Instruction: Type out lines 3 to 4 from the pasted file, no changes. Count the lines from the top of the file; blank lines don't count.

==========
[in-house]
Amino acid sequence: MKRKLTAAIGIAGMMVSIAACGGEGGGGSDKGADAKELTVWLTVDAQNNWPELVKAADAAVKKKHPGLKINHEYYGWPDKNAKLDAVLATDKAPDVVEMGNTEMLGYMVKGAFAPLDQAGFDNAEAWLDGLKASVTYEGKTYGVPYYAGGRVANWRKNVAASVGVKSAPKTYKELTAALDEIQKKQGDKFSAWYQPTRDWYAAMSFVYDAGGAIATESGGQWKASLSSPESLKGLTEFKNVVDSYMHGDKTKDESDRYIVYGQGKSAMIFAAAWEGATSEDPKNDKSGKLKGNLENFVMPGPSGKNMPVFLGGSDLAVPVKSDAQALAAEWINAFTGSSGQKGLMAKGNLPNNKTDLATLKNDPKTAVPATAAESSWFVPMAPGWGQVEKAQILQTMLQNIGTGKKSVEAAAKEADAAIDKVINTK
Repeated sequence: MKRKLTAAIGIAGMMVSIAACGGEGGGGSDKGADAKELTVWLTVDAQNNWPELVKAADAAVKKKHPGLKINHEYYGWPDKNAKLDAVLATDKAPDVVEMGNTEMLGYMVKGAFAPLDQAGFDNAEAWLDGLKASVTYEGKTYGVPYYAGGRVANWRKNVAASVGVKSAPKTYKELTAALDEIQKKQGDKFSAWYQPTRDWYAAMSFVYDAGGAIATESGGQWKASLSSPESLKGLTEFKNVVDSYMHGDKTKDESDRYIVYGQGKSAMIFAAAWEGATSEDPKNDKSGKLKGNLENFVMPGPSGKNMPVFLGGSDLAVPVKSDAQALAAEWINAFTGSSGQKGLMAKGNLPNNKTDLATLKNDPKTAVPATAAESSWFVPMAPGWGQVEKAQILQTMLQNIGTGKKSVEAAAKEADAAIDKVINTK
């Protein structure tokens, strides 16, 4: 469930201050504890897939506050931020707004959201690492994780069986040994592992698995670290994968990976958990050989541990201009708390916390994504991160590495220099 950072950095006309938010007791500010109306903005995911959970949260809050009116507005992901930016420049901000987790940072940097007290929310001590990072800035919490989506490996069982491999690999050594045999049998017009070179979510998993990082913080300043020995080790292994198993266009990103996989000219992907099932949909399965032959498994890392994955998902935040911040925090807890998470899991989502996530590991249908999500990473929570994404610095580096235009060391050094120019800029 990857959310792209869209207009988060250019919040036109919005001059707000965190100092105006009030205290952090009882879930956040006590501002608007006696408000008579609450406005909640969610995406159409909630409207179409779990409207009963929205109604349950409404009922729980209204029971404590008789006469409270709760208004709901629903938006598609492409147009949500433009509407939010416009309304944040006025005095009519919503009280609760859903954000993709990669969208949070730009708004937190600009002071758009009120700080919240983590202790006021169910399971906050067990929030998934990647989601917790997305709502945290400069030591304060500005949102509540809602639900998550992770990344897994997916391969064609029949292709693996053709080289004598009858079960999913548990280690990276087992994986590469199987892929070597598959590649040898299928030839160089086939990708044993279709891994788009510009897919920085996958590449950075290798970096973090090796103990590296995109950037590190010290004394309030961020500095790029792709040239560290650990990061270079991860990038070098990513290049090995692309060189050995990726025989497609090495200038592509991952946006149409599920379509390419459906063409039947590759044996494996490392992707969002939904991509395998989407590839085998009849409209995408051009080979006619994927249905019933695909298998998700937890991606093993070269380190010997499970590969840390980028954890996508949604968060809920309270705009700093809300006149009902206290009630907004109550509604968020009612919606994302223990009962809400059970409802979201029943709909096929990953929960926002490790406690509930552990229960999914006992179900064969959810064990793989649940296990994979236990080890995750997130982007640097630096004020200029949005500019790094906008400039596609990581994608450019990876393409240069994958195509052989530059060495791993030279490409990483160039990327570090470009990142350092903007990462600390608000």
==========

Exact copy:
Repeated sequence: MKRKLTAAIGIAGMMVSIAACGGEGGGGSDKGADAKELTVWLTVDAQNNWPELVKAADAAVKKKHPGLKINHEYYGWPDKNAKLDAVLATDKAPDVVEMGNTEMLGYMVKGAFAPLDQAGFDNAEAWLDGLKASVTYEGKTYGVPYYAGGRVANWRKNVAASVGVKSAPKTYKELTAALDEIQKKQGDKFSAWYQPTRDWYAAMSFVYDAGGAIATESGGQWKASLSSPESLKGLTEFKNVVDSYMHGDKTKDESDRYIVYGQGKSAMIFAAAWEGATSEDPKNDKSGKLKGNLENFVMPGPSGKNMPVFLGGSDLAVPVKSDAQALAAEWINAFTGSSGQKGLMAKGNLPNNKTDLATLKNDPKTAVPATAAESSWFVPMAPGWGQVEKAQILQTMLQNIGTGKKSVEAAAKEADAAIDKVINTK
């Protein structure tokens, strides 16, 4: 469930201050504890897939506050931020707004959201690492994780069986040994592992698995670290994968990976958990050989541990201009708390916390994504991160590495220099 950072950095006309938010007791500010109306903005995911959970949260809050009116507005992901930016420049901000987790940072940097007290929310001590990072800035919490989506490996069982491999690999050594045999049998017009070179979510998993990082913080300043020995080790292994198993266009990103996989000219992907099932949909399965032959498994890392994955998902935040911040925090807890998470899991989502996530590991249908999500990473929570994404610095580096235009060391050094120019800029 990857959310792209869209207009988060250019919040036109919005001059707000965190100092105006009030205290952090009882879930956040006590501002608007006696408000008579609450406005909640969610995406159409909630409207179409779990409207009963929205109604349950409404009922729980209204029971404590008789006469409270709760208004709901629903938006598609492409147009949500433009509407939010416009309304944040006025005095009519919503009280609760859903954000993709990669969208949070730009708004937190600009002071758009009120700080919240983590202790006021169910399971906050067990929030998934990647989601917790997305709502945290400069030591304060500005949102509540809602639900998550992770990344897994997916391969064609029949292709693996053709080289004598009858079960999913548990280690990276087992994986590469199987892929070597598959590649040898299928030839160089086939990708044993279709891994788009510009897919920085996958590449950075290798970096973090090796103990590296995109950037590190010290004394309030961020500095790029792709040239560290650990990061270079991860990038070098990513290049090995692309060189050995990726025989497609090495200038592509991952946006149409599920379509390419459906063409039947590759044996494996490392992707969002939904991509395998989407590839085998009849409209995408051009080979006619994927249905019933695909298998998700937890991606093993070269380190010997499970590969840390980028954890996508949604968060809920309270705009700093809300006149009902206290009630907004109550509604968020009612919606994302223990009962809400059970409802979201029943709909096929990953929960926002490790406690509930552990229960999914006992179900064969959810064990793989649940296990994979236990080890995750997130982007640097630096004020200029949005500019790094906008400039596609990581994608450019990876393409240069994958195509052989530059060495791993030279490409990483160039990327570090470009990142350092903007990462600390608000």